Dear Grace

You unfolded the origami, piece by piece, explained

it is better to see things as they are, rather than how you wish

them to be. A crease is a memory, a mistake you can’t quite

erase. When I first saw you, I knew you were a map I couldn’t

read, islands imperceptible among many bodies of water.

The shortest distance—we’re always concerned

with the shortest distance; geometry too precise, too

unimaginative. On a large enough map, everything appears

small. From a distance, you resemble everyone I’ve ever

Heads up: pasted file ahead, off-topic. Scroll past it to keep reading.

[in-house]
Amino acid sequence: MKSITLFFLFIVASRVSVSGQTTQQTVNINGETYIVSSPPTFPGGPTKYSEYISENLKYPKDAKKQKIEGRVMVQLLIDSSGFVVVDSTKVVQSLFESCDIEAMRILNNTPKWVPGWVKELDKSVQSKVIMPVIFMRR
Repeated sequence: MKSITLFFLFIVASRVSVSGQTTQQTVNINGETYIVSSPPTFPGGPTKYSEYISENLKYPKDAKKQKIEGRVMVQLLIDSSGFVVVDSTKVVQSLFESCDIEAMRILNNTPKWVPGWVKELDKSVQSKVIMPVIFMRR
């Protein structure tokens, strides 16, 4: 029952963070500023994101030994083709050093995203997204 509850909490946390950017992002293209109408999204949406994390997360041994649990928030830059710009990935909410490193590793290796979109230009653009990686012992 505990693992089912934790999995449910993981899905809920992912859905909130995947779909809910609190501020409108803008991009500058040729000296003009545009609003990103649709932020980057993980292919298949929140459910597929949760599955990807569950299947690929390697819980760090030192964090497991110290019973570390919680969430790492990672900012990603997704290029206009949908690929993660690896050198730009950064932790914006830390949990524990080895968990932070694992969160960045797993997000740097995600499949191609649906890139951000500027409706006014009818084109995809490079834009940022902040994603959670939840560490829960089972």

touched. You keep me tucked away—an empty envelope,

edges sharp & exact. We make good shapes. But what else

do we make? On occasion, you unfold me, trace my

periphery. There are sketches you start and don’t know

how to finish. There are others you never begin.

 

Matthew Heston is a writer and performer living in Chicago. His poems have also appeared in Cacti Fur and Rust + Moth.

 

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